ICC Hints Foreign Fighters in Libya Could Face Prosecution

Chief Prosecutor of the International Criminal Court (ICC) Fatou Bensouda. Reuters
Chief Prosecutor of the International Criminal Court (ICC) Fatou Bensouda. Reuters
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ICC Hints Foreign Fighters in Libya Could Face Prosecution

Chief Prosecutor of the International Criminal Court (ICC) Fatou Bensouda. Reuters
Chief Prosecutor of the International Criminal Court (ICC) Fatou Bensouda. Reuters

Chief Prosecutor of the International Criminal Court (ICC) Fatou Bensouda told the UN Security Council on Monday that mercenaries and armed groups involved in the Libyan conflict could face prosecution.

“I must emphasize that crimes committed by mercenaries and foreign fighters on Libyan territory may fall under the jurisdiction of the Court, no matter the nationality of the persons involved,” she said.

In her last briefing to the Council on the Libya situation before the end of her mandate on June 15, Bensouda said her Office has received concerning information about the activities of mercenaries and foreign fighters in Libya.

“This information is consistent with the findings of UNSMIL Panel of Experts reports. The Office fully supports the call for these armed groups and individuals to leave Libya without delay,” she said.

The UN estimates that there are at least 20,000 foreign fighters and mercenaries in Libya.

Bensouda also encouraged the Council and all UN member states to once again convey a clear and firm message to leaders and commanders, be they military or civilian, and all parties and armed groups involved in the Libya conflict that the rules of international humanitarian law must be respected and that those who defy such rules will be held individually responsible.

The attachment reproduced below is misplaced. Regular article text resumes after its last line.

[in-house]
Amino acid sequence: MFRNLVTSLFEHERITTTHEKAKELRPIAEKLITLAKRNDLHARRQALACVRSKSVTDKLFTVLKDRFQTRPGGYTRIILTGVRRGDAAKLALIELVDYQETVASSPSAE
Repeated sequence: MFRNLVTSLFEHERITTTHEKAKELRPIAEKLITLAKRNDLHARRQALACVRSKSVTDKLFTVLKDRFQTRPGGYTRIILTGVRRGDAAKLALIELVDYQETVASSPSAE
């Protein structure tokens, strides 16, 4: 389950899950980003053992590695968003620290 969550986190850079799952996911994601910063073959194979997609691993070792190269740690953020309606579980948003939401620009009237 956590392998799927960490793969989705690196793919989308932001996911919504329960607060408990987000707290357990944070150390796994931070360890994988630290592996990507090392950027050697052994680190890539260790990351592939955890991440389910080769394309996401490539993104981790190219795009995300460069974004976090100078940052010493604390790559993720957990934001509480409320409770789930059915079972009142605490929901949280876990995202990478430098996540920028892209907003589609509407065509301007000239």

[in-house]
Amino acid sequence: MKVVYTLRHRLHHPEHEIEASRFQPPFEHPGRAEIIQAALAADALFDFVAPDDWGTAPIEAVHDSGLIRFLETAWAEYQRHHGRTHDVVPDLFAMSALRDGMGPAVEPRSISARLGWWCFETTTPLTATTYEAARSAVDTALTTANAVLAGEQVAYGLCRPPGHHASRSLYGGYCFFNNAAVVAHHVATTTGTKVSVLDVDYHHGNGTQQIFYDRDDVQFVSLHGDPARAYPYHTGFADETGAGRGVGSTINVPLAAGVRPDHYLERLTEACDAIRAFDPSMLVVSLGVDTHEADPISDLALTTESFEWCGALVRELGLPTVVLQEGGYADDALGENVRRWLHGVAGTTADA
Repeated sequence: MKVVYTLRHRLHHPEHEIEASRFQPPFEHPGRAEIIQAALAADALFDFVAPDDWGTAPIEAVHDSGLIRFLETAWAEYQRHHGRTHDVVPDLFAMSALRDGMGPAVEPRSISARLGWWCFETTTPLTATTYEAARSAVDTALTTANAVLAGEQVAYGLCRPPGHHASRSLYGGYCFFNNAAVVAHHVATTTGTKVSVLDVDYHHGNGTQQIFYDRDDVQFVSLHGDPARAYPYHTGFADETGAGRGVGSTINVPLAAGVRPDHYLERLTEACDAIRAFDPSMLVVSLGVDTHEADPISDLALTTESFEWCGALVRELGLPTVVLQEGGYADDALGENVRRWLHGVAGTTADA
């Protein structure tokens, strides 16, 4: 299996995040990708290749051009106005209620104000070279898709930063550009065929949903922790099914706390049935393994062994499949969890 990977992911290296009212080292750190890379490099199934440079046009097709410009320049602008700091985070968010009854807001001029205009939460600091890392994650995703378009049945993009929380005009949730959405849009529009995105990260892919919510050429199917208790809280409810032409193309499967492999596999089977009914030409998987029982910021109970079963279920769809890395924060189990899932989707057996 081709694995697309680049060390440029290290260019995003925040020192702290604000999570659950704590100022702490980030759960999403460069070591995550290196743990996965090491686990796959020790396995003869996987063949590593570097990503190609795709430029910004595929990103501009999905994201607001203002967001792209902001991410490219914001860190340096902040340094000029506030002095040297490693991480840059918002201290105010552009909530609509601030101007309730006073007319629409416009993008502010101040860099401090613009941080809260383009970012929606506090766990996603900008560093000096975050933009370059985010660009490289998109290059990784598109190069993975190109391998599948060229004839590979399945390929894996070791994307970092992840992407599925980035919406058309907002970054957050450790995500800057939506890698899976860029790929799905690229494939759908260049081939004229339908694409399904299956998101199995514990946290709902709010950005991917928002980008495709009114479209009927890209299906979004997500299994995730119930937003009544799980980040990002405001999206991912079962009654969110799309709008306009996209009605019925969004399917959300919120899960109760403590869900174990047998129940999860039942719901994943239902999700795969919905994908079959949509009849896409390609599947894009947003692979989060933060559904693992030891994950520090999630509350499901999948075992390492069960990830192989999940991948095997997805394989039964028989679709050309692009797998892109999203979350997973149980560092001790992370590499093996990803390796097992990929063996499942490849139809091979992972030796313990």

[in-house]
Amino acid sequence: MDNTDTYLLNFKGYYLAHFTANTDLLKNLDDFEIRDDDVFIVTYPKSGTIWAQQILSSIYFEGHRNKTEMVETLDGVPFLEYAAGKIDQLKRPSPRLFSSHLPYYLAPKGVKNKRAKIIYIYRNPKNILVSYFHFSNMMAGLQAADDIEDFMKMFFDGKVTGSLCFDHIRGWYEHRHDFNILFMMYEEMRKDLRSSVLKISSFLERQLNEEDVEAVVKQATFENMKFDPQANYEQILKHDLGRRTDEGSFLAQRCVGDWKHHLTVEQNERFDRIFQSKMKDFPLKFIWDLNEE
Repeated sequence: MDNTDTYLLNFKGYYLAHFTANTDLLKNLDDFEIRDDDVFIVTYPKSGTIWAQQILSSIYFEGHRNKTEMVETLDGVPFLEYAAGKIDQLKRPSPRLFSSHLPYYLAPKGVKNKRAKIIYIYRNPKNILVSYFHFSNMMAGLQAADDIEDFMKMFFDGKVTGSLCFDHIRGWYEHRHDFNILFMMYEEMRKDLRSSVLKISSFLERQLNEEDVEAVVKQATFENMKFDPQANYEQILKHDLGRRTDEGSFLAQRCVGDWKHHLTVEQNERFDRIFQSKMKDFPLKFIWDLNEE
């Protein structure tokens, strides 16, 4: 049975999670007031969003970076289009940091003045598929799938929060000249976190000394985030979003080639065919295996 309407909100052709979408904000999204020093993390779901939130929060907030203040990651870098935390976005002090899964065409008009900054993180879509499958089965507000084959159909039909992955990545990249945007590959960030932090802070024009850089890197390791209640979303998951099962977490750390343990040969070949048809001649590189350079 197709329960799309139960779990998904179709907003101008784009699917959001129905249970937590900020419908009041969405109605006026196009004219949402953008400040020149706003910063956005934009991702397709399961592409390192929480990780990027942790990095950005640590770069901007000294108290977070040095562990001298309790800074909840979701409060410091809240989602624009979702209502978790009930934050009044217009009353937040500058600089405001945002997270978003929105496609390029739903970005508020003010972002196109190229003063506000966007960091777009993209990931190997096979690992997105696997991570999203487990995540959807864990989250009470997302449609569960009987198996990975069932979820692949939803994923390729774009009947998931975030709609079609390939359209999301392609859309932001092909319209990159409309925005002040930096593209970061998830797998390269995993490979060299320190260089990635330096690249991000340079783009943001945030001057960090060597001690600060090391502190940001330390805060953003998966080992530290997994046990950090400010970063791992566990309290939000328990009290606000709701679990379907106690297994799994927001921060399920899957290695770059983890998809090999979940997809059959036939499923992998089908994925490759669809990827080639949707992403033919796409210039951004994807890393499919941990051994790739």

Also, the Chief Prosecutor said her office collected credible information and evidence on serious crimes allegedly committed in official and unofficial detention facilities in Libya.

“Further credible reports detail the summary conviction and sentencing of civilians to long prison sentences including handing of death penalty by Military Courts in eastern Libya following secret trials devoid of fair trial guarantees,” she said.

UNSMIL says more than 8,850 individuals are arbitrarily detained at 28 official prisons in Libya in Judicial Police custody with an estimated 60 to 70 percent in pre-trial detention. An additional 10,000 individuals are detained in other detention facilities run by militia and armed groups including about 480 women and 63 juveniles and children.



Israel Carries Out New Raids in Gaza as Netanyahu Visits US 

This picture taken in Khan Younis shows smoke billowing during Israeli military operations in Rafah, in the southern Gaza Strip, on July 24, 2024, amid the ongoing conflict between Israel and the Palestinian group Hamas. (AFP)
This picture taken in Khan Younis shows smoke billowing during Israeli military operations in Rafah, in the southern Gaza Strip, on July 24, 2024, amid the ongoing conflict between Israel and the Palestinian group Hamas. (AFP)
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Israel Carries Out New Raids in Gaza as Netanyahu Visits US 

This picture taken in Khan Younis shows smoke billowing during Israeli military operations in Rafah, in the southern Gaza Strip, on July 24, 2024, amid the ongoing conflict between Israel and the Palestinian group Hamas. (AFP)
This picture taken in Khan Younis shows smoke billowing during Israeli military operations in Rafah, in the southern Gaza Strip, on July 24, 2024, amid the ongoing conflict between Israel and the Palestinian group Hamas. (AFP)